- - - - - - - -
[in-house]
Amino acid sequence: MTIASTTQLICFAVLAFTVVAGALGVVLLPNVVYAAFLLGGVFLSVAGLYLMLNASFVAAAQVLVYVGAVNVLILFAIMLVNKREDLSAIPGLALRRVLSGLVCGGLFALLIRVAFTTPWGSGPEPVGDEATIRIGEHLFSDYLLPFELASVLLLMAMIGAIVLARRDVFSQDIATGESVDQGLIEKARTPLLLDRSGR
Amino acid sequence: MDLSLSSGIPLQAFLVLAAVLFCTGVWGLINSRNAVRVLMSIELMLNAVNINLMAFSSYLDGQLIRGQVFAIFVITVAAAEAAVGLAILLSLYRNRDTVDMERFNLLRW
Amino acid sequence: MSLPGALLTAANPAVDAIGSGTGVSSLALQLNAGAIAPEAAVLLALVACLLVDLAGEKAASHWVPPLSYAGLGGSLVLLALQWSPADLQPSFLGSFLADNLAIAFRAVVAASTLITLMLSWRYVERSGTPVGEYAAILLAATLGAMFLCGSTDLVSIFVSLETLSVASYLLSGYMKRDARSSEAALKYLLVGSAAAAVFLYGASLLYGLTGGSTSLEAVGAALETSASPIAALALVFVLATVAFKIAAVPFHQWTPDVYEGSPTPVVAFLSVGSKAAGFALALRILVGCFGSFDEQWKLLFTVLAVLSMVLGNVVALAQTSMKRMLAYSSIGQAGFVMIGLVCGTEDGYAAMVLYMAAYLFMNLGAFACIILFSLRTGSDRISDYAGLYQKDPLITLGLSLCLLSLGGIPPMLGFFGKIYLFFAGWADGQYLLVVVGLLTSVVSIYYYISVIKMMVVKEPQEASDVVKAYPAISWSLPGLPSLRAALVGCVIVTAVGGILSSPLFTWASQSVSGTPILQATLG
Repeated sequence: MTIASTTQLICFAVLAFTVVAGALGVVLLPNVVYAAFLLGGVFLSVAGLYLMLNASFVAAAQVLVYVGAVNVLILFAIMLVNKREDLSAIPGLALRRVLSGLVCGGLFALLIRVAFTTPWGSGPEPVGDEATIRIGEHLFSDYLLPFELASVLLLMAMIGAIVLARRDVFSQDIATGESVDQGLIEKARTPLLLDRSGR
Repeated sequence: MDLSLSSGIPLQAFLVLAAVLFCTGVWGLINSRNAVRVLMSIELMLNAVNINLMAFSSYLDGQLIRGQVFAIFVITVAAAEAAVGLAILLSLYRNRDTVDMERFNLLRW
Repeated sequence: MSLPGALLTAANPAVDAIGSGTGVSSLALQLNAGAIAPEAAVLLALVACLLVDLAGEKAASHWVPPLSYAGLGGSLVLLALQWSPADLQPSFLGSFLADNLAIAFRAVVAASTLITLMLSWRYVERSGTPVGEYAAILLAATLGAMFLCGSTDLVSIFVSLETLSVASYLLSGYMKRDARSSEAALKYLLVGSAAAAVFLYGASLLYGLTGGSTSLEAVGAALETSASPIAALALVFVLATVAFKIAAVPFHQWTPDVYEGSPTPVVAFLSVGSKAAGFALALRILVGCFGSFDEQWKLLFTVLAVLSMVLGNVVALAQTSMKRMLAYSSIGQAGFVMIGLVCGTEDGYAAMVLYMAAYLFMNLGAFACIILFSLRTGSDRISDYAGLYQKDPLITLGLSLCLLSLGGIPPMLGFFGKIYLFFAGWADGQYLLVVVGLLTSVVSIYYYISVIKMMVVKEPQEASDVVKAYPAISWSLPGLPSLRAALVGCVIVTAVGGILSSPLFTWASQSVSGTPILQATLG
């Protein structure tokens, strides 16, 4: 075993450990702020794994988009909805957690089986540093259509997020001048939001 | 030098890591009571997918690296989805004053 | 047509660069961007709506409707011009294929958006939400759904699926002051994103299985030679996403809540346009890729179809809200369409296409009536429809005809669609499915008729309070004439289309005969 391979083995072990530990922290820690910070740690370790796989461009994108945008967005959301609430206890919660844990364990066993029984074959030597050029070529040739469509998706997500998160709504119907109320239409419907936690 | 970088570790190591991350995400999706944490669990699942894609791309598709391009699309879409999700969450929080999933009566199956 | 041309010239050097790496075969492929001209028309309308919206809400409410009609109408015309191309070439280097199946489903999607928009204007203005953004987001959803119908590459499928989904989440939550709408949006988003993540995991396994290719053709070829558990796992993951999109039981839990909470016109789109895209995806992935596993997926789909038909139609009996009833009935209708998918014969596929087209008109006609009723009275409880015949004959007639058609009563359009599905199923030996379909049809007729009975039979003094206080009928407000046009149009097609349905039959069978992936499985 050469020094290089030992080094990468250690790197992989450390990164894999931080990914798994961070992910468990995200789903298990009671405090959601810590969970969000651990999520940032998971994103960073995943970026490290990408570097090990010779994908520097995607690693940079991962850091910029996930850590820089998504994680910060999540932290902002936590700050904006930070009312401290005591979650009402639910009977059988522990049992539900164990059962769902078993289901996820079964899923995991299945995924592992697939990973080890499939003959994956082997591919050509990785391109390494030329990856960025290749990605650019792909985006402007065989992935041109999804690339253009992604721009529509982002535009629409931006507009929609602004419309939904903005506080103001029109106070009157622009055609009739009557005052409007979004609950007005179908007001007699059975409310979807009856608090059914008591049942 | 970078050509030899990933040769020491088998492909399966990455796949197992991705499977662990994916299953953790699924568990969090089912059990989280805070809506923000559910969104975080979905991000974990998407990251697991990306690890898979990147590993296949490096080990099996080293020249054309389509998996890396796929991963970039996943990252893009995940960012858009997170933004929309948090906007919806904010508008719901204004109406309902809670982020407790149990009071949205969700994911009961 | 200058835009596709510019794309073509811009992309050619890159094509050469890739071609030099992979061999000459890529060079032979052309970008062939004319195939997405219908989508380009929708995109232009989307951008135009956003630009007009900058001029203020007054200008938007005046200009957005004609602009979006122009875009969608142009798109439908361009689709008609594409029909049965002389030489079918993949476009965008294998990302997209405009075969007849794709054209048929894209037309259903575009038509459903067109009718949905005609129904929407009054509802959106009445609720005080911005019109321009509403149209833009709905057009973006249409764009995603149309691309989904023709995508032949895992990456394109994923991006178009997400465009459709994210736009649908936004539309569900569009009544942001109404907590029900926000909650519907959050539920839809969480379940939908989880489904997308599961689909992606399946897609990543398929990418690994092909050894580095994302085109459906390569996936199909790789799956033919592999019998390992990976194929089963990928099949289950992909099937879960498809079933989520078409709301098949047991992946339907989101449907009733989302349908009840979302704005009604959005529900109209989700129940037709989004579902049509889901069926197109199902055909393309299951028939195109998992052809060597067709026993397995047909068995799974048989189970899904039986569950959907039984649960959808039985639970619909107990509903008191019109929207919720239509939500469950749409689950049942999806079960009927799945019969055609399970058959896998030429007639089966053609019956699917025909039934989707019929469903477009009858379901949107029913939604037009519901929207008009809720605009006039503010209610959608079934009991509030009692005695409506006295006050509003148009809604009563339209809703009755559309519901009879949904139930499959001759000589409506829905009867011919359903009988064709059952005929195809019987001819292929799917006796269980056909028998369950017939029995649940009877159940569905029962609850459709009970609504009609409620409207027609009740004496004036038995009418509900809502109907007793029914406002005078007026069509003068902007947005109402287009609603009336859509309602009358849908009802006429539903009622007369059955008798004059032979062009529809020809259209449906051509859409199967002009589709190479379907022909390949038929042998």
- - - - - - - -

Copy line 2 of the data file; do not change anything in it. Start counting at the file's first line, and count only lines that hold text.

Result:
Amino acid sequence: MTIASTTQLICFAVLAFTVVAGALGVVLLPNVVYAAFLLGGVFLSVAGLYLMLNASFVAAAQVLVYVGAVNVLILFAIMLVNKREDLSAIPGLALRRVLSGLVCGGLFALLIRVAFTTPWGSGPEPVGDEATIRIGEHLFSDYLLPFELASVLLLMAMIGAIVLARRDVFSQDIATGESVDQGLIEKARTPLLLDRSGR